The international assortment of athletes also presents the perfect opportunity for exposure and education. Most of the times, it brings forth athletes from all corners of the world embracing each other. Especially bringing together people from countries at odds with each other.

At others, it brings prejudice and bigotry to the surface, only to be rebuked due to the universal symbol of peace and unity that Olympics is. Leading to opportunities for shaking prejudiced beliefs.

Time and again, athletes from Muslim majority nations have refused to share space with Israeli athletes. This is particularly insensitive when the brutal cold-blooded murder of 11 Israeli Athletes in the 1972 Munich Olympics are kept in mind. Lately, Lebanese athletes refused to share a bus with Israeli athletes, with the manager blocking the way.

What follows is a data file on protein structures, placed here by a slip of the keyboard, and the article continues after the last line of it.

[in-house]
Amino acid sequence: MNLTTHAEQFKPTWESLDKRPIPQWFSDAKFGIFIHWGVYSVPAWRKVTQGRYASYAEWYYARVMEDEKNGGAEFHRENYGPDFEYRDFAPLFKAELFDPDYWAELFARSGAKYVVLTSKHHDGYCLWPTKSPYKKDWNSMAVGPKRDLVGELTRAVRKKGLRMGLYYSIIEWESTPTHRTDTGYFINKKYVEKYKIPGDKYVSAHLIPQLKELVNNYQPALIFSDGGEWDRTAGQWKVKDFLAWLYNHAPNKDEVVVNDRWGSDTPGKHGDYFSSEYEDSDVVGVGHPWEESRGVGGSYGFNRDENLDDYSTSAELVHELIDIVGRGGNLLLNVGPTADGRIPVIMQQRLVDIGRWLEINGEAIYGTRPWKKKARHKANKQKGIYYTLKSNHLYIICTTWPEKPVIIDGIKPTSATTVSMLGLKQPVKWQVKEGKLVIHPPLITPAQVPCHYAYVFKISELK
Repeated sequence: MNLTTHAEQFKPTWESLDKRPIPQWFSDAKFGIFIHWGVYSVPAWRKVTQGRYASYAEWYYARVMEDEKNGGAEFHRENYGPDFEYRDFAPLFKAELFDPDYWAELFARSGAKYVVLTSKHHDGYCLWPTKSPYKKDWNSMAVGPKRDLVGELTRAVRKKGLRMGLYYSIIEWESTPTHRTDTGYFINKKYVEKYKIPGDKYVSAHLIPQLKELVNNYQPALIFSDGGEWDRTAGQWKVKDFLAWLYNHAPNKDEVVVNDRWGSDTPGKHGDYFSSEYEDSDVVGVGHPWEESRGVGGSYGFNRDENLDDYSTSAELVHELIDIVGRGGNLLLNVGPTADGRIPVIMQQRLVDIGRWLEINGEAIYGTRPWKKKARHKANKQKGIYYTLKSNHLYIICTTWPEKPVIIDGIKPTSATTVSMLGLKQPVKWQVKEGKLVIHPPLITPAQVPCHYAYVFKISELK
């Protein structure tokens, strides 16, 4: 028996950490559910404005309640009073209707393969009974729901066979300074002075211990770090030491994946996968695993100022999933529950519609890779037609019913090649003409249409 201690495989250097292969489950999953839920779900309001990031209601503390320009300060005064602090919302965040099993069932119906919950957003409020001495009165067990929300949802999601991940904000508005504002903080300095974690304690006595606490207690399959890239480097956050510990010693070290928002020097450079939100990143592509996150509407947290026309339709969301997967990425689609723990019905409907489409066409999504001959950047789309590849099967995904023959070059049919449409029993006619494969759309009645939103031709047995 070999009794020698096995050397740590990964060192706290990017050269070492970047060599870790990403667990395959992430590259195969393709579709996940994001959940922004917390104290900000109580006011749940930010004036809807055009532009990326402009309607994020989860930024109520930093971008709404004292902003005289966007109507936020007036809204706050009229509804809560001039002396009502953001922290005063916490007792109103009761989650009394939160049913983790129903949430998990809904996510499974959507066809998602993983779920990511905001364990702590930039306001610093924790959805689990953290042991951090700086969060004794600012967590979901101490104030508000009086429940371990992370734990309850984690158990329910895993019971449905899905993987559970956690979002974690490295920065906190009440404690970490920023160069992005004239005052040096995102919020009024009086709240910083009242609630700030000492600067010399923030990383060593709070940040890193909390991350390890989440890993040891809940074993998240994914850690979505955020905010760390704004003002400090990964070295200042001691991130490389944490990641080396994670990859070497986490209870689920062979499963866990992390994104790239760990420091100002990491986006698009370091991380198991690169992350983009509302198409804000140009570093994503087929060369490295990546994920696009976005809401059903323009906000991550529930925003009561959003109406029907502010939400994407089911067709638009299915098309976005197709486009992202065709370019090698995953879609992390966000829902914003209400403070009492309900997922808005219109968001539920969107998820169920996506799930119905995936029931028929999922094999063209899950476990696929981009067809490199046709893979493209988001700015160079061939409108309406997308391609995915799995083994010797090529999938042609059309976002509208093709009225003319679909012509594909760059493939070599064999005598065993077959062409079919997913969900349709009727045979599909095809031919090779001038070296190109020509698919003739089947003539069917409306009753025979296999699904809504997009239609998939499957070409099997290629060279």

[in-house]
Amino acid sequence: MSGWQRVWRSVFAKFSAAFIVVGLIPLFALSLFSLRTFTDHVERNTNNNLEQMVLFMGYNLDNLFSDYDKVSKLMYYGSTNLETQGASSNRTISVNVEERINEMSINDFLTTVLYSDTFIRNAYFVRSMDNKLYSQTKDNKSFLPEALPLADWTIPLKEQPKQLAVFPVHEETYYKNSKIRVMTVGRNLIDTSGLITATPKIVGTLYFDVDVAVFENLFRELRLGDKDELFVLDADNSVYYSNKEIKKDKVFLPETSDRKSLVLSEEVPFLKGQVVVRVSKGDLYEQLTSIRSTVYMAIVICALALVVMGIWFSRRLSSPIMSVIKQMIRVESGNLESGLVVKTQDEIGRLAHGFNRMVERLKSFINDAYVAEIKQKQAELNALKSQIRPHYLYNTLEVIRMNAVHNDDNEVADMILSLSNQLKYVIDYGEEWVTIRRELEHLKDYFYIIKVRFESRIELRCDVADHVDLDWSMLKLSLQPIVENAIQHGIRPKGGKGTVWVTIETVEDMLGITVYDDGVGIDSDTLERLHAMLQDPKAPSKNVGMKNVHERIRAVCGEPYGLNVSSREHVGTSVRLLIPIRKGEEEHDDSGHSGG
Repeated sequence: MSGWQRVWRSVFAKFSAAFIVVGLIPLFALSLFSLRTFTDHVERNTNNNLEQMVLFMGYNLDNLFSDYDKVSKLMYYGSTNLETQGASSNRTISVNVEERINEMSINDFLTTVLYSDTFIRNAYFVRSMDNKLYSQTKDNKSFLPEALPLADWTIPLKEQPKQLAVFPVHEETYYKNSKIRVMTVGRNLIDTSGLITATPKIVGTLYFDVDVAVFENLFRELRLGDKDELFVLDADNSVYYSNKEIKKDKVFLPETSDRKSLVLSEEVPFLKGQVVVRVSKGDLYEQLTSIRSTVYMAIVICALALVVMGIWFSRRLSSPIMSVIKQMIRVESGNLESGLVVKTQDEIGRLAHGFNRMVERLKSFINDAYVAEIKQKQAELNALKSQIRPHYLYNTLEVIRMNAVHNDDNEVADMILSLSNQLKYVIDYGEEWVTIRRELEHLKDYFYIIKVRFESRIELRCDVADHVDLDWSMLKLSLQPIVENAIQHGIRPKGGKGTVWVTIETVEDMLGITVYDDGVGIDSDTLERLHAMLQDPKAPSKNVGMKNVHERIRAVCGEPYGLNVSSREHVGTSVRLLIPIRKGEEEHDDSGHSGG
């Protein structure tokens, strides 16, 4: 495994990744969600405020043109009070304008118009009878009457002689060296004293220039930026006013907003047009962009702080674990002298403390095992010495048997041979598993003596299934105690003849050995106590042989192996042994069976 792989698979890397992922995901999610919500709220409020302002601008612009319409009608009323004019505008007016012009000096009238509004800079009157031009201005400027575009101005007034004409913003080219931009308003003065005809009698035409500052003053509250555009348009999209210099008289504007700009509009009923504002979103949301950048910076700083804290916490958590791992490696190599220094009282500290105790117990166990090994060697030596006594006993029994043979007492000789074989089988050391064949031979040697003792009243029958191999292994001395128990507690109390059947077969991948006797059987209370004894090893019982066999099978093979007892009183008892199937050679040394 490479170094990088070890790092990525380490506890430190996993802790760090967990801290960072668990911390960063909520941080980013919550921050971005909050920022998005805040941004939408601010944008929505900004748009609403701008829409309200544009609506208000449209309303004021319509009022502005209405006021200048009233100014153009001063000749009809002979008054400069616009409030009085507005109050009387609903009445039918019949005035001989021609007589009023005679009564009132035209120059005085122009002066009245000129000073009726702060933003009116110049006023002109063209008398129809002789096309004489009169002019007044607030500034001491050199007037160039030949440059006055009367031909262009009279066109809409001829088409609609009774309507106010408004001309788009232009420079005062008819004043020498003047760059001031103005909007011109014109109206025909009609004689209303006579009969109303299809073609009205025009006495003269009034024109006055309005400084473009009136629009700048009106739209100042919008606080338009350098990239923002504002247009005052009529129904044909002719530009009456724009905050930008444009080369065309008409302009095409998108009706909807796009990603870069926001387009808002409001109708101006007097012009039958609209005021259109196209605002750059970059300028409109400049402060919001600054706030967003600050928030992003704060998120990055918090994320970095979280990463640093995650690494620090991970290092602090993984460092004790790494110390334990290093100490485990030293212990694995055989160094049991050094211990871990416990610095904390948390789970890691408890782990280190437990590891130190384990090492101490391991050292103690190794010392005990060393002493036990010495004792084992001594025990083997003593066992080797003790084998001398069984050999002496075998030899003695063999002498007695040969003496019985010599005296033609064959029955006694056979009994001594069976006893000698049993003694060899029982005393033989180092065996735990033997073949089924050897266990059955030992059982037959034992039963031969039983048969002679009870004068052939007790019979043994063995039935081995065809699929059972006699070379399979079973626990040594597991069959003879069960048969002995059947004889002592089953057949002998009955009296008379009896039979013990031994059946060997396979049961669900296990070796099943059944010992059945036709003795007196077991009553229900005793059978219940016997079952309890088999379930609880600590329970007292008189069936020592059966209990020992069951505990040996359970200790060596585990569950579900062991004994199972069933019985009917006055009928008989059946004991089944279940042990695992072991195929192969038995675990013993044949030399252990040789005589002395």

While the story is being used by both sides for their respective partisan agenda, most people are missing a very important point. The exposure and interaction provided by the Olympics are the perfect, very first blow to the prejudiced indoctrination of these kids.

These young athletes and their officials may embarrass themselves with such behavior, but it’s about time that some of them would realize how wrong their behavior is.

While there is always a chance that they would lack such a consideration, you can never expect someone brought up with prejudiced indoctrination to offer the right response at first. But, as humans, they are likely to feel some empathy for the persons of their enemy at some point. Even if they don’t admit it.

This would help a good number of people have the first shock to the wall of prejudice that they have built around themselves. Such experiences would only prove educational, and help them develop empathy for the people on the “other side.” Actually, even an opportunity to cheer for them.

What a distraught Pakistani fan is to do but to cheer for the likes of Deepa Karmakar, Saina Nehwal, and the Indian women’s archery team? Only wondering where ours is.